"That way you will be saving and you will know if you can actually afford to pay a mortgage.

"After a year or two, you will not only have savings, but will prove you can live on a budget."

While it is cheaper to rent, you should still save like crazy, he says.

"It is quite reasonable to expect house prices might adjust in 10 years and change the dynamics."

And those who do wait to buy will need to quickly get on top of their debt.

At 35, a 30-year mortgage - that is cutting it pretty fine.

Personal finance expert and Herald columnist Mary Holm also says people should forget about buying a house at the moment and focus on saving.

"I would love to see people not getting too depressed about it," she says.

"Just getting into the mindset that there is another way to do this and it has advantages."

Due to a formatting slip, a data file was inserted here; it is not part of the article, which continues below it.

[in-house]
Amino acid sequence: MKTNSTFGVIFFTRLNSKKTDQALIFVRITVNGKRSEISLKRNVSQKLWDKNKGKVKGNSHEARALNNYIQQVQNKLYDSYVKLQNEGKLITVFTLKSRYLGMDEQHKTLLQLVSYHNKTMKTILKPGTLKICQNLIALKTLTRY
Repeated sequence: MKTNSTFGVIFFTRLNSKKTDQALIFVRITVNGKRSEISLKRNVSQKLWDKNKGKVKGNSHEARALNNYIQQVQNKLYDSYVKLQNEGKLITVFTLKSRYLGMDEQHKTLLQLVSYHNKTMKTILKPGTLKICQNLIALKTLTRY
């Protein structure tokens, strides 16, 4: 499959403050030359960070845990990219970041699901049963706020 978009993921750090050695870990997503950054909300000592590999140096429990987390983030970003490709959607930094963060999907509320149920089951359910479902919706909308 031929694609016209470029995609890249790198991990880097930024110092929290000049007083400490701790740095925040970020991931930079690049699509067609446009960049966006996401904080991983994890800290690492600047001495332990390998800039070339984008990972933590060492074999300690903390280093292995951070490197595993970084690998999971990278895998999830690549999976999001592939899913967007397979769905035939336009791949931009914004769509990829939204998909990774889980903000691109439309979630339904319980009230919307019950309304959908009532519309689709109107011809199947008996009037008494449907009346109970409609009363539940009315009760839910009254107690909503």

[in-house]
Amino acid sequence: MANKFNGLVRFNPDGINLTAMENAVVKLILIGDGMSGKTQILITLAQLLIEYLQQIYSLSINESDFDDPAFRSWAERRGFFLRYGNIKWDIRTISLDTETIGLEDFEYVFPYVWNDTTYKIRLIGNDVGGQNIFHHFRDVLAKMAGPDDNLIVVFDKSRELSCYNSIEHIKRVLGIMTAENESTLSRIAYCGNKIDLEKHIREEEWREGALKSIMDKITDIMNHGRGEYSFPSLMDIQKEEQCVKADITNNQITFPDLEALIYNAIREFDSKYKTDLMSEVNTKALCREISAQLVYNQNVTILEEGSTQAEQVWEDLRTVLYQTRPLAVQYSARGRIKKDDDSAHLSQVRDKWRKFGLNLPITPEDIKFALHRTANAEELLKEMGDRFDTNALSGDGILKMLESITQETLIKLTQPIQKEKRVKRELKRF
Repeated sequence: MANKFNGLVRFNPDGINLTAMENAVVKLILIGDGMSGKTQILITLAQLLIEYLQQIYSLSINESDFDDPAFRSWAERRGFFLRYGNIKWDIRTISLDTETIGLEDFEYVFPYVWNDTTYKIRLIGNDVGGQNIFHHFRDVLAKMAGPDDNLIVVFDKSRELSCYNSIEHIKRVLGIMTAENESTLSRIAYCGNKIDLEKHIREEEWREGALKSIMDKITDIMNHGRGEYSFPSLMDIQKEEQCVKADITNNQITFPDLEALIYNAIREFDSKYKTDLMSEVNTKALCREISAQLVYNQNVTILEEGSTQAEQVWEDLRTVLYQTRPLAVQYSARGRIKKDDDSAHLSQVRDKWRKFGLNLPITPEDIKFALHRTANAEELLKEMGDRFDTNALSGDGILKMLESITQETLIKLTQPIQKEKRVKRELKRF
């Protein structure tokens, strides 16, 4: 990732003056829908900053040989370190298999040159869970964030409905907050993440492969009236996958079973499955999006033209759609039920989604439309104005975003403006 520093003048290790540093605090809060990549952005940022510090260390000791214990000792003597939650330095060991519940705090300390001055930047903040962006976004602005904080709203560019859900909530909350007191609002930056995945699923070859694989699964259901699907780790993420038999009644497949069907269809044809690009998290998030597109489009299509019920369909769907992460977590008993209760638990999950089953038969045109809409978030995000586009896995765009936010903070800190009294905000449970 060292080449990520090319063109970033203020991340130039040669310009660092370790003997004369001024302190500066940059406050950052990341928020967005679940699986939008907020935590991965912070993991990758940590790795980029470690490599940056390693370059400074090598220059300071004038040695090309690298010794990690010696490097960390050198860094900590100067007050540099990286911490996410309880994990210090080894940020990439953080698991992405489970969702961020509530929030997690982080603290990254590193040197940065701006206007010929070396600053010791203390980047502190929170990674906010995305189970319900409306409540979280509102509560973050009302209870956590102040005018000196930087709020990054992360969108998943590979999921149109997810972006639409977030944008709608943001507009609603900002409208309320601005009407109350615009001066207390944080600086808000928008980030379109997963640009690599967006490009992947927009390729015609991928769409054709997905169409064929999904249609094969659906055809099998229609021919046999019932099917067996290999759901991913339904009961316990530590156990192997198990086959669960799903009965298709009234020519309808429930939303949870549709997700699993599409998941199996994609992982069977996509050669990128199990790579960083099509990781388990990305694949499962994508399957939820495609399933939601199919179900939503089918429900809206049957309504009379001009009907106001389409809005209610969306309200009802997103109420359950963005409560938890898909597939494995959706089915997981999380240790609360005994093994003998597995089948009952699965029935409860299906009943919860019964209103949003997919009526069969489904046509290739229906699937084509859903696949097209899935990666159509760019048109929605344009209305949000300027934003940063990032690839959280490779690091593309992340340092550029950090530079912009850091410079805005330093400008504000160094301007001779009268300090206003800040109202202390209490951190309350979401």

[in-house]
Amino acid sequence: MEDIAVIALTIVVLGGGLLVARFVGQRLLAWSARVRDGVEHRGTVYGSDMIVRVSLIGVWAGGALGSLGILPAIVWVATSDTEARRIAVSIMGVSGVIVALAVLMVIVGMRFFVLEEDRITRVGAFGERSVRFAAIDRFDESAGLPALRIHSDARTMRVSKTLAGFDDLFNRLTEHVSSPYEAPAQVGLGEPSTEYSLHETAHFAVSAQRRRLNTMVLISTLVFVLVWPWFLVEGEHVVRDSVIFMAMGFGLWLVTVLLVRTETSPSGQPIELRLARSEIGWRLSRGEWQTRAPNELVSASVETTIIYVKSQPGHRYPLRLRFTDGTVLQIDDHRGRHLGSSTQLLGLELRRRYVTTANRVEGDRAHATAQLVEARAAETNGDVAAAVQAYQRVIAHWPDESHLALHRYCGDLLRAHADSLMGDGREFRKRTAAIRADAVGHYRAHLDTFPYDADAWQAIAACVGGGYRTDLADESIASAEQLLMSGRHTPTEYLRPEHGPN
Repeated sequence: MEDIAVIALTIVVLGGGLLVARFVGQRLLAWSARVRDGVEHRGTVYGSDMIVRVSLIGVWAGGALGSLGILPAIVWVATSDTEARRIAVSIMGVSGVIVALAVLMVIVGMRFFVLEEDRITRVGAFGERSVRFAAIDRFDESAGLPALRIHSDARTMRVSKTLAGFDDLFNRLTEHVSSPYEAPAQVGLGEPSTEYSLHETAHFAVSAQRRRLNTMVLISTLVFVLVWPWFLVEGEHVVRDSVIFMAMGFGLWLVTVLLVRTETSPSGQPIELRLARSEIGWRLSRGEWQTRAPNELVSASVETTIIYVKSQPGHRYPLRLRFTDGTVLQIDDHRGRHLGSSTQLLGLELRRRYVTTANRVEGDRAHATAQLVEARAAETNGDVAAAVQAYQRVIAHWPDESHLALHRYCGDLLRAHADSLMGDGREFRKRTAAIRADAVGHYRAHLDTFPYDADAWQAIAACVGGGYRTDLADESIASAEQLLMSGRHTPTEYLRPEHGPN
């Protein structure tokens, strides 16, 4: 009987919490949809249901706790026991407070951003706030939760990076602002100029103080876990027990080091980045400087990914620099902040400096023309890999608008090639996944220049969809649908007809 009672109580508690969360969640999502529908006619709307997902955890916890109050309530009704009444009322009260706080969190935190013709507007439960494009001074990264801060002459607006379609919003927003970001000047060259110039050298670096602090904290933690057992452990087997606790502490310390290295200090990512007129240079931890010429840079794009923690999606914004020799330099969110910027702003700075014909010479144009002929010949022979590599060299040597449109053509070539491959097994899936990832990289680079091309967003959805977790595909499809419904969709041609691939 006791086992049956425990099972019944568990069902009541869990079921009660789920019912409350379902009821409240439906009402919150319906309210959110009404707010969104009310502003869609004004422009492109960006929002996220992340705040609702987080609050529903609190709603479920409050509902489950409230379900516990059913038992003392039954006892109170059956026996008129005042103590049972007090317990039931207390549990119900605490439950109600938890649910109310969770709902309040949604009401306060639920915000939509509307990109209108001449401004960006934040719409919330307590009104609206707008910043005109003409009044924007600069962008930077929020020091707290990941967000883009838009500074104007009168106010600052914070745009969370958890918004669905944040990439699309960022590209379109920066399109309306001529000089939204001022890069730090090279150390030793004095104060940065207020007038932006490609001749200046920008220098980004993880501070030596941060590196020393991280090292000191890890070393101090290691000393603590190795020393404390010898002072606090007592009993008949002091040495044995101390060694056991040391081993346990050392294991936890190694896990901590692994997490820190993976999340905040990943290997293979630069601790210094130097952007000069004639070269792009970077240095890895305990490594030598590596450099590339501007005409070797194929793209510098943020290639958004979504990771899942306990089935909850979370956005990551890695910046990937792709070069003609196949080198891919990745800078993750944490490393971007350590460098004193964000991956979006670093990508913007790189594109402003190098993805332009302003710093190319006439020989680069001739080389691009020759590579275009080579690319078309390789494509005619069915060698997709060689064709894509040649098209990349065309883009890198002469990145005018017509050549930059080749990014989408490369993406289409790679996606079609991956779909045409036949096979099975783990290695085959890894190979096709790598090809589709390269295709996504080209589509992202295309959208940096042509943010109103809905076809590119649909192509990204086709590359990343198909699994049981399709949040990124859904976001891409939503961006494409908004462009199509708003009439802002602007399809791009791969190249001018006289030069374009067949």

Holm says renting can offer flexibility and avoids maintenance costs.

She believes people who are saving for the longer term should be in KiwiSaver, and if they are already in a scheme, they can invest extra money in other share-based managed funds.

She says people who go down this route will effectively have to save what they would otherwise have put into a mortgage.

But Matthews is not sure it will be that easy for people to save more.

"I'm not quite so convinced," she says, "the reality is, it is very difficult."

She says people on low incomes aren't going to have the spare money to save more for retirement, and even those with enough income may lack the discipline.

"Are you earning enough to save the extra you need if you can't save enough for a deposit?

One of the things about a home loan is that it forces that discipline on you. Some people have it and others not so much. Matthews says that with housing becoming less affordable, there will need to be an acceptance that some people will be renting for life, and the rental market will need to reflect that change.

"We haven't moved to that. The reality is, there will be people that have to rent for their whole life and we have to do that," says Matthews.

She says New Zealand needs to change tenancy laws, to ensure greater security of tenancy.

"I can sympathize with people who are tenants and constantly aware that at any time their landlord might turf them out."

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